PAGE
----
Dancing to daddy's beat

BY RICHARD JOHNSON
Observer senior reporter
johnsonr@jamaicaobserver.com

Thursday, October 03, 2019

Print this page Email A Friend!


William “Bunny Rugs” Clark had one of the most distinctive voices in reggae. As lead singer of Third World, that sound helped to create many anthems for that band.

His passing in 2014 left a void in terms of reggae vocalists, but also birthed a confidence in his daughter Adriana, who recently reimagined one of his songs, Dancing on The Floor, and released it as her début single.

The Jamaica Observer caught up with her at home in Kissimmee, Florida, where she shared the journey from reluctant singer to releasing the track.

“If I'm to be honest, deep, deep, deep down, I always wanted to do music, but I simply never had the confidence,” she explained. “It is something I have always been doing on a certain scale. I have always been in choirs. I went to a performing arts high school and studied vocal music and even in college I sang in the choir but it was never something more than singing in the choir.”

But something changed when her father died from cancer.

“It was not until he passed and I sang at both his services in in Orlando, Florida and in Kingston...from then on I noticed a shift in my voice. A confidence came that I never had before. That was when I decided that this is what I really wanted to do,” Clarke recalled. “I also started singing as part of the praise and worship team at my church and then I said, 'Lord, I give you my voice, use it in the ways you want it to be used'. I tell you, my voice went from zero to 100 really quickly, it's actually amazing to think about it.”

At the Kingston funeral service, which was held at Cathedral of the Most Holy Trinity, Clark met bass player Taddy P, who turned out to pay respect to Rugs. In a brief conversation he asked her if she was interested in music to which she gave a sharp “no”. He offered his services if she changed her mind.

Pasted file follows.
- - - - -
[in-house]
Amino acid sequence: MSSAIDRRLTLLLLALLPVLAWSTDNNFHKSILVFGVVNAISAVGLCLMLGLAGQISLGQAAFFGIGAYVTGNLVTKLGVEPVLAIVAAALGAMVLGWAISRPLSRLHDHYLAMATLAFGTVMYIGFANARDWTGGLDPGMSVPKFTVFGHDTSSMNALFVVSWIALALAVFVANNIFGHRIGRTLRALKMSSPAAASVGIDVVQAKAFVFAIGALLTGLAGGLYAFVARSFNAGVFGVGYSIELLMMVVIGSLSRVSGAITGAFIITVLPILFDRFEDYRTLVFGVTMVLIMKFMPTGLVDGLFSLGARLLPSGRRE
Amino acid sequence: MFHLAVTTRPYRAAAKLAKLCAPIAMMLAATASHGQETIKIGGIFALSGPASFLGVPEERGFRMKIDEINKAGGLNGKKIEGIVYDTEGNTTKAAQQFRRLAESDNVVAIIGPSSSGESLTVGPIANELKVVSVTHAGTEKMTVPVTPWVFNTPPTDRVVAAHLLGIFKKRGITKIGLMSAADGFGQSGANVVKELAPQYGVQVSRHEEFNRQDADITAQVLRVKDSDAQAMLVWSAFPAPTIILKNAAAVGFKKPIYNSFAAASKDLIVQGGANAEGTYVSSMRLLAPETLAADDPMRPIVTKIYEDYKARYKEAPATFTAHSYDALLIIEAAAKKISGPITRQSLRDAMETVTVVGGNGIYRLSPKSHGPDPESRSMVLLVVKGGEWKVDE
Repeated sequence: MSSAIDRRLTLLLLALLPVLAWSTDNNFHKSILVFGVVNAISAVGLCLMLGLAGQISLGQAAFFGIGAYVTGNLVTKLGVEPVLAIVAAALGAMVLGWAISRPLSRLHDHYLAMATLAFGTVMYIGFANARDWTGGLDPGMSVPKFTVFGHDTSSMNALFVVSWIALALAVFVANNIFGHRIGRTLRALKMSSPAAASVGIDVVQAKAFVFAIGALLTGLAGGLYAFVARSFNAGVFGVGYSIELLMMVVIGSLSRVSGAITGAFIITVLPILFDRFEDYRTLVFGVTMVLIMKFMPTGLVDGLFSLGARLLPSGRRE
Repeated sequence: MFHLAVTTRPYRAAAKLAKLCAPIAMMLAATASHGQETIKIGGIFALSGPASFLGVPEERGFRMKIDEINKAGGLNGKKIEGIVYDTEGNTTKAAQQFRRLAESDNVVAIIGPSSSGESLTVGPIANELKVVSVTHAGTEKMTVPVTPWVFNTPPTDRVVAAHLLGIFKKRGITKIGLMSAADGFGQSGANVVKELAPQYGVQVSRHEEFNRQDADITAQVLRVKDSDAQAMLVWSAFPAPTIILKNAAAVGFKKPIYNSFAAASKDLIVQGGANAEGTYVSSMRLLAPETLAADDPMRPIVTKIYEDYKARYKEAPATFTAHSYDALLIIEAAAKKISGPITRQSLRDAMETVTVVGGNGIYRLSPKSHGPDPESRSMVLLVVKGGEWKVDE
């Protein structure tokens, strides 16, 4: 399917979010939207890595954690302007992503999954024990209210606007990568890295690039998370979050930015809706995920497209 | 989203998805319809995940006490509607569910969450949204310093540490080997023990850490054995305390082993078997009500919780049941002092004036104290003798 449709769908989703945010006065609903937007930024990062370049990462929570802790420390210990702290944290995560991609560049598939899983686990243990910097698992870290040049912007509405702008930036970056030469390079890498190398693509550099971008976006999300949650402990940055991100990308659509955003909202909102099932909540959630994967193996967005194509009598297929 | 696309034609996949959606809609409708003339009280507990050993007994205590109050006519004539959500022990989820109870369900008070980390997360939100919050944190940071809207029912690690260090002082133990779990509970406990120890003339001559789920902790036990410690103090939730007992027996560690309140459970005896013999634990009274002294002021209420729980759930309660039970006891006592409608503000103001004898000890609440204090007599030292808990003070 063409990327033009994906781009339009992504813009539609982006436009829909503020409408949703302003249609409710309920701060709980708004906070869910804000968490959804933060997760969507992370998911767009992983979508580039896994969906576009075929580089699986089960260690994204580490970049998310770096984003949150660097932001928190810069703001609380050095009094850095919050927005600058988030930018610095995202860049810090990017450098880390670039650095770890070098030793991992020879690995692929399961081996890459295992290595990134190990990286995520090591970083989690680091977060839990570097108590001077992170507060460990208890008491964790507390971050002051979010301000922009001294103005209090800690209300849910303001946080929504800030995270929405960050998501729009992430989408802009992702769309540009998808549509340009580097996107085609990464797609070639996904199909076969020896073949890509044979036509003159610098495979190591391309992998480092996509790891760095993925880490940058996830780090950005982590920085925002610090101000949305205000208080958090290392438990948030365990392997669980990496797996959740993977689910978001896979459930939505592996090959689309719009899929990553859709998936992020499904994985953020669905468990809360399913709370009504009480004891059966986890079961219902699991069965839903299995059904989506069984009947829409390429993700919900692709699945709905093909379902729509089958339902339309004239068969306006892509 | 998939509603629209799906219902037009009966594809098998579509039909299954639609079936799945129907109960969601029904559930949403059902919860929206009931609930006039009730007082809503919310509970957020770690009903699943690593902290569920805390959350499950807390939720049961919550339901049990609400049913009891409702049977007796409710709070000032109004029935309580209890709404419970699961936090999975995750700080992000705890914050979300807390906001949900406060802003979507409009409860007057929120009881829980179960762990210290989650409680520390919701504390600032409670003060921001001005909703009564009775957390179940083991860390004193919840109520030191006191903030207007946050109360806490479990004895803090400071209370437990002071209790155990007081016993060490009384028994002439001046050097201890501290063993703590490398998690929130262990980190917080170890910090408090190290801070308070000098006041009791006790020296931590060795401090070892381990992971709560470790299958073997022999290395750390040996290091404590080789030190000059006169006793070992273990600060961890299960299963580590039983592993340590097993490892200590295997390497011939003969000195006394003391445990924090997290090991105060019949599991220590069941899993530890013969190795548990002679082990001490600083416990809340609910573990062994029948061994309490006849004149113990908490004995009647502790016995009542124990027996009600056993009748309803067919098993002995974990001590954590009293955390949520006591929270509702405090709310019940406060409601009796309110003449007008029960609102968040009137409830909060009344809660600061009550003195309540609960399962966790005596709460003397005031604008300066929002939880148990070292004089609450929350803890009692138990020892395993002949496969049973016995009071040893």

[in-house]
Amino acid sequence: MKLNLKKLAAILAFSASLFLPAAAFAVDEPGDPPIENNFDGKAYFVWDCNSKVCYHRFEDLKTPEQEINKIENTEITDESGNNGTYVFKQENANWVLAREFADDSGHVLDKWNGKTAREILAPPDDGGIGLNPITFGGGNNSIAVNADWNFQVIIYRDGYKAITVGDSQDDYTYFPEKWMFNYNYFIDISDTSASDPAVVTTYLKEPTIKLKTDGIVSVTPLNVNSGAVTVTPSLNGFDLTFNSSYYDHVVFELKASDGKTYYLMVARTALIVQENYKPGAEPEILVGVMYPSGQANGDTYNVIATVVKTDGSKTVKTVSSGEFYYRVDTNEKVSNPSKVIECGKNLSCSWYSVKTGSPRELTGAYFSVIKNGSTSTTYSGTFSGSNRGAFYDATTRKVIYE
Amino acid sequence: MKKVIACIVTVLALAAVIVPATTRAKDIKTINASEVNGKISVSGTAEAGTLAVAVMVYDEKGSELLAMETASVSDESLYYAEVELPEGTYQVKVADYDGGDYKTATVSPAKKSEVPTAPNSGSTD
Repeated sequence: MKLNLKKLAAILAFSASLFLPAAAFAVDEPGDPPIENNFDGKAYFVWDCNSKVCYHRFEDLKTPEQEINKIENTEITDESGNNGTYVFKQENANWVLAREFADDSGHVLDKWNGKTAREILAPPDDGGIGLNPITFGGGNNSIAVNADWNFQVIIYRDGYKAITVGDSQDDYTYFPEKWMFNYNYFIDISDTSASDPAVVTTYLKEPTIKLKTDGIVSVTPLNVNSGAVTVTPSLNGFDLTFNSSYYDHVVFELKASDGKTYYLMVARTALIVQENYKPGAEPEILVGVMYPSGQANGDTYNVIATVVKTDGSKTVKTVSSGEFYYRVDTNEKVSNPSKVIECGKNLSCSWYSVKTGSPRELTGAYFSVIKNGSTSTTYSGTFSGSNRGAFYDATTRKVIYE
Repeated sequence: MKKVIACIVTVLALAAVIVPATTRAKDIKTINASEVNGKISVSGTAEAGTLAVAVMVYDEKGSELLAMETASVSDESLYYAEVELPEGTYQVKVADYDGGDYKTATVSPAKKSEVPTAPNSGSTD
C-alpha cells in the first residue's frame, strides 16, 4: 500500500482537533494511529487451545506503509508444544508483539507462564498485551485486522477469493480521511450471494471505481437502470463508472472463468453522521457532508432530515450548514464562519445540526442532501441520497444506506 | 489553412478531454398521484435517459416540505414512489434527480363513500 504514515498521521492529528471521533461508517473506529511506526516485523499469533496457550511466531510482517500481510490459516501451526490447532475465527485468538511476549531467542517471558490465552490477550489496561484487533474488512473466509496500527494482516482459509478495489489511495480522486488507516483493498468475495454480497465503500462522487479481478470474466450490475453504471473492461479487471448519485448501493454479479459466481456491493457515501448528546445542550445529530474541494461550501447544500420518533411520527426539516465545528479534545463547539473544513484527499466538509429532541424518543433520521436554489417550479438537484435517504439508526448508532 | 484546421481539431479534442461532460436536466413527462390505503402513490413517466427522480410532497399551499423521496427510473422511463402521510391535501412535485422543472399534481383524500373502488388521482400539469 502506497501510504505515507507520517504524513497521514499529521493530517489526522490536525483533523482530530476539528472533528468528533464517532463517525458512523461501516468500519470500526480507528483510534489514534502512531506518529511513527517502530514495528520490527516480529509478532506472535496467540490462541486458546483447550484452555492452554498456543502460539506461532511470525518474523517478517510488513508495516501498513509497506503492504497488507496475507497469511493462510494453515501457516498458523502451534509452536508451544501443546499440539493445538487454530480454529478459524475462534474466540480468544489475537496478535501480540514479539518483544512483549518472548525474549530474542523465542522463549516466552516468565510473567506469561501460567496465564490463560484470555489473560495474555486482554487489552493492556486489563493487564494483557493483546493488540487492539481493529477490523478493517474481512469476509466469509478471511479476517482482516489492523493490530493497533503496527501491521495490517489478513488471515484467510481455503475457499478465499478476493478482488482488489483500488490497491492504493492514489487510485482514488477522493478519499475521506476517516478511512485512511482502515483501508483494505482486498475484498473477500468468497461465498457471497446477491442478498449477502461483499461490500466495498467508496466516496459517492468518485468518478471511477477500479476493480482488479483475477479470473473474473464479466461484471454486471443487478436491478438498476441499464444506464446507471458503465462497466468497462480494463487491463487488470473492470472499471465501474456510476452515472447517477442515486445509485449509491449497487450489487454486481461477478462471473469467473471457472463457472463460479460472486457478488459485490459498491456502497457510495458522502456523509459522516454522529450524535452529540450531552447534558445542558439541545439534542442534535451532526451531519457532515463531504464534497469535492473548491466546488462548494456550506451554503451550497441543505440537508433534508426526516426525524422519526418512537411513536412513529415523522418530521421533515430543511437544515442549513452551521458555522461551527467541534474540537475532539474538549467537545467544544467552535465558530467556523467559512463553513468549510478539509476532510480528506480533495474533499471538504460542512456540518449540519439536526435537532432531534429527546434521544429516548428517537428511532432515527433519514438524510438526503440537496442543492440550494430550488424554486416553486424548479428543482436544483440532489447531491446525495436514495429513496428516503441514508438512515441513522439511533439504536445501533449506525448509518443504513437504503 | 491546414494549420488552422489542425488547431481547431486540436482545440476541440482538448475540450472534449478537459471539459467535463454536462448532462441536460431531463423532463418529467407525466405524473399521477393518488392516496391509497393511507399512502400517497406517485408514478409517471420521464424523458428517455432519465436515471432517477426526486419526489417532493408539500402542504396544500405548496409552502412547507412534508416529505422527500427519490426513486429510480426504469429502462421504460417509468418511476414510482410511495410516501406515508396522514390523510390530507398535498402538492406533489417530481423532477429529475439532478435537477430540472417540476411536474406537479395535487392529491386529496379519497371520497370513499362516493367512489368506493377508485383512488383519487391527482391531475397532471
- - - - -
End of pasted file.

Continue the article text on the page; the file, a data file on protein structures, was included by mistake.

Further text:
A year ago, Clark decided she would rework one of her father's songs; her version of Dancing on The Floor was born and she remembered Taddy P's offer.

“It's a Third World song that daddy actually wrote in 1981. Years ago, I had played it for a schoolmate of mine and she really loved it. So, last year when I decided I wanted to really do music I thought about what I'd do and it came to me that my friend it is a young girl, and if she can love this song and connect to this song then there must be something in this song,” she said.

Clark called Taddy P, who enhanced the original sound “with EDM, some dubstep, dancehall and a little pop”. She added that, “When he sent me the version, which is now the official track, I instantly fell in love with it. I love that he put a new twist on it because it gave it new life.”

Clark said there are thoughts of her doing an extended play (EP) or album with some Third World or Bunny Rugs tracks.

Does she have a favourite Third World track with her father on lead vocals?

“By default, Now That We Found Love is one of my favourites. I remember asking him about a year before he passed away what was his favourite song that he sang with Third World and he chose that, so I got that tattooed on my back,” she said. “But one that I really love his vocals on is Love Will Always Be There. I love it because at the beginning of the track you hear him walk in and you hear him cough, you hear his voice and he speaks.”


Now you can read the Jamaica Observer ePaper anytime, anywhere. The Jamaica Observer ePaper is available to you at home or at work, and is the same edition as the printed copy available at http://bit.ly/epaperlive


ADVERTISEMENT




POST A COMMENT

HOUSE RULES

1. We welcome reader comments on the top stories of the day. Some comments may be republished on the website or in the newspaper � email addresses will not be published.

2. Please understand that comments are moderated and it is not always possible to publish all that have been submitted. We will, however, try to publish comments that are representative of all received.

3. We ask that comments are civil and free of libellous or hateful material. Also please stick to the topic under discussion.

4. Please do not write in block capitals since this makes your comment hard to read.

5. Please don't use the comments to advertise. However, our advertising department can be more than accommodating if emailed: advertising@jamaicaobserver.com.

6. If readers wish to report offensive comments, suggest a correction or share a story then please email: community@jamaicaobserver.com.

7. Lastly, read our Terms and Conditions and Privacy Policy



comments powered by Disqus
ADVERTISEMENT

Poll

ADVERTISEMENT
ADVERTISEMENT

Today's Cartoon

Click image to view full size editorial cartoon
ADVERTISEMENT